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2010-09-16 11:55:22

The tropical Pacific Ocean has transitioned from last winter's El Niño conditions to a cool La Niña, as shown by new data about sea surface heights, collected by the U.S-French Ocean Surface Topography Mission (OSTM)/Jason-2 oceanography satellite. This OSTM/Jason-2 image of the Pacific Ocean is based on the average of 10 days of data centered on Sept. 3, 2010. A new image depicts places where the Pacific sea surface height is higher (warmer) than...

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2010-07-15 08:47:49

New detailed observations of what happens when glaciers float on ocean surface Glaciers that lose their footing on the seafloor and begin floating behave very erratically, according to a new study led by a Scripps Institution of Oceanography, UC San Diego researcher. Floating glaciers produce larger icebergs than their grounded cousins and do so at unpredictable intervals, according to Scripps glaciologist Fabian Walter and colleagues in a paper to be published in the journal Geophysical...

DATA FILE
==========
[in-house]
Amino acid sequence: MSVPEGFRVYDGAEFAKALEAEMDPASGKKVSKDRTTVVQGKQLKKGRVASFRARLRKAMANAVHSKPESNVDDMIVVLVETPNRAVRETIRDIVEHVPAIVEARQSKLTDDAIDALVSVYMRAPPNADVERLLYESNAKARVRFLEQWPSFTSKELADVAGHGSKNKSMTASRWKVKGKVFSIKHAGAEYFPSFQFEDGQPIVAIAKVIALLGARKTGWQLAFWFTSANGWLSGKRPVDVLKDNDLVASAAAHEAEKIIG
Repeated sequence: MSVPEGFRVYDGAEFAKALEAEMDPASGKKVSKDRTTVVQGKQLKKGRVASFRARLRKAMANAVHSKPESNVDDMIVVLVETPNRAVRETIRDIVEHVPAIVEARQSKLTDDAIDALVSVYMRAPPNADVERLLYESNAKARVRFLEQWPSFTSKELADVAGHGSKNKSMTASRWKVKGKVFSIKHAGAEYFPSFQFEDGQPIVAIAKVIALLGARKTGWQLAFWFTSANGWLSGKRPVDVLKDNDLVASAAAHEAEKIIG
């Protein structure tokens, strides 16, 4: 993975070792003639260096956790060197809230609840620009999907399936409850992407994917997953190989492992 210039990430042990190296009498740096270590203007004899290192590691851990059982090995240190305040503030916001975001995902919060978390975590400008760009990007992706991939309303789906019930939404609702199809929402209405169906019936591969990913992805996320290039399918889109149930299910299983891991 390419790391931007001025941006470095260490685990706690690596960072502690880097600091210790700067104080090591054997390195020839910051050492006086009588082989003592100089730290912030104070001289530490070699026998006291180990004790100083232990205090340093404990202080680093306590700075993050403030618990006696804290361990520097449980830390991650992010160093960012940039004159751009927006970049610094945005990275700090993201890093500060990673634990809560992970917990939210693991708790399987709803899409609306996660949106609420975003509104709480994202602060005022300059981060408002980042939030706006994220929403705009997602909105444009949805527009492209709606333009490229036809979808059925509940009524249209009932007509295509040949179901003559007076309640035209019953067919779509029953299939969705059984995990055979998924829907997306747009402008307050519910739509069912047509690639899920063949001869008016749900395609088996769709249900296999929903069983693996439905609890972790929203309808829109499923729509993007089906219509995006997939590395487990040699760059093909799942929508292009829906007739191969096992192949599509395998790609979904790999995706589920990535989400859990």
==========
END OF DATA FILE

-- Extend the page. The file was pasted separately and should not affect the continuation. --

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2010-07-13 09:40:00

Greenhouse gases are playing a role in changes, say scientists Newly detected rising sea levels in parts of the Indian Ocean, including the coastlines of the Bay of Bengal, the Arabian Sea, Sri Lanka, Sumatra and Java, appear to be at least partly a result of human-induced increases of atmospheric greenhouse gases, says a study led by the University of Colorado at Boulder. The study, which combined sea surface measurements going back to the 1960s and satellite observations, indicates...